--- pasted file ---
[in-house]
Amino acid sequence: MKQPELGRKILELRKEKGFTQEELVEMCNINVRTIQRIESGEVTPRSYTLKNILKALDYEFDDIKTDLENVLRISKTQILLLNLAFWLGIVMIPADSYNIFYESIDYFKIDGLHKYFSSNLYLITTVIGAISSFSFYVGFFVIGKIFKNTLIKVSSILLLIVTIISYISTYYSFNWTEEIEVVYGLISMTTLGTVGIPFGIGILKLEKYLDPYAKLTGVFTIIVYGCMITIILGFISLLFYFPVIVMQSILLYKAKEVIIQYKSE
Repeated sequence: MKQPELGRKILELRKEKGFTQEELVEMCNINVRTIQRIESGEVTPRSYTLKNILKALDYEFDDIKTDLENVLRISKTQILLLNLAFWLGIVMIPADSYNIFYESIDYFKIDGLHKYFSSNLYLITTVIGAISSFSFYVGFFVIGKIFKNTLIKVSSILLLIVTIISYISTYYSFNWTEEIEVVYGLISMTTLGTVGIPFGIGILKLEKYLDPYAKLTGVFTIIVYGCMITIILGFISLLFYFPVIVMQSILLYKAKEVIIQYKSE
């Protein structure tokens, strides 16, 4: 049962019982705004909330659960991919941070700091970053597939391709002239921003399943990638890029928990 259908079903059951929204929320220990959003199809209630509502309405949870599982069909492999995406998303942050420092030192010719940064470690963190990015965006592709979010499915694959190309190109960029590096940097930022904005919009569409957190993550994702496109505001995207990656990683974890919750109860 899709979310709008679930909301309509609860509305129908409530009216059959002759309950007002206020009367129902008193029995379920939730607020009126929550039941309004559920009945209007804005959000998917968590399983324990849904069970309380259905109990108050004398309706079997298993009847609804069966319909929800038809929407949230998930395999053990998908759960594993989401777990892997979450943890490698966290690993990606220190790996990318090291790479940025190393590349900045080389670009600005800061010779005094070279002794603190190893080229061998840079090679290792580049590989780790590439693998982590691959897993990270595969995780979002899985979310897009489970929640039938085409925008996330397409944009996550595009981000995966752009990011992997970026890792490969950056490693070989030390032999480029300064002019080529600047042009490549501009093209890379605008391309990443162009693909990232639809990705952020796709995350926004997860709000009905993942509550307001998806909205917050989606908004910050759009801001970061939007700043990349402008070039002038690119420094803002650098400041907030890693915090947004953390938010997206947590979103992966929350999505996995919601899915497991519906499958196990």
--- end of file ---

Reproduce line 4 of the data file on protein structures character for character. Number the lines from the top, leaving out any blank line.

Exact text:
């Protein structure tokens, strides 16, 4: 049962019982705004909330659960991919941070700091970053597939391709002239921003399943990638890029928990 259908079903059951929204929320220990959003199809209630509502309405949870599982069909492999995406998303942050420092030192010719940064470690963190990015965006592709979010499915694959190309190109960029590096940097930022904005919009569409957190993550994702496109505001995207990656990683974890919750109860 899709979310709008679930909301309509609860509305129908409530009216059959002759309950007002206020009367129902008193029995379920939730607020009126929550039941309004559920009945209007804005959000998917968590399983324990849904069970309380259905109990108050004398309706079997298993009847609804069966319909929800038809929407949230998930395999053990998908759960594993989401777990892997979450943890490698966290690993990606220190790996990318090291790479940025190393590349900045080389670009600005800061010779005094070279002794603190190893080229061998840079090679290792580049590989780790590439693998982590691959897993990270595969995780979002899985979310897009489970929640039938085409925008996330397409944009996550595009981000995966752009990011992997970026890792490969950056490693070989030390032999480029300064002019080529600047042009490549501009093209890379605008391309990443162009693909990232639809990705952020796709995350926004997860709000009905993942509550307001998806909205917050989606908004910050759009801001970061939007700043990349402008070039002038690119420094803002650098400041907030890693915090947004953390938010997206947590979103992966929350999505996995919601899915497991519906499958196990």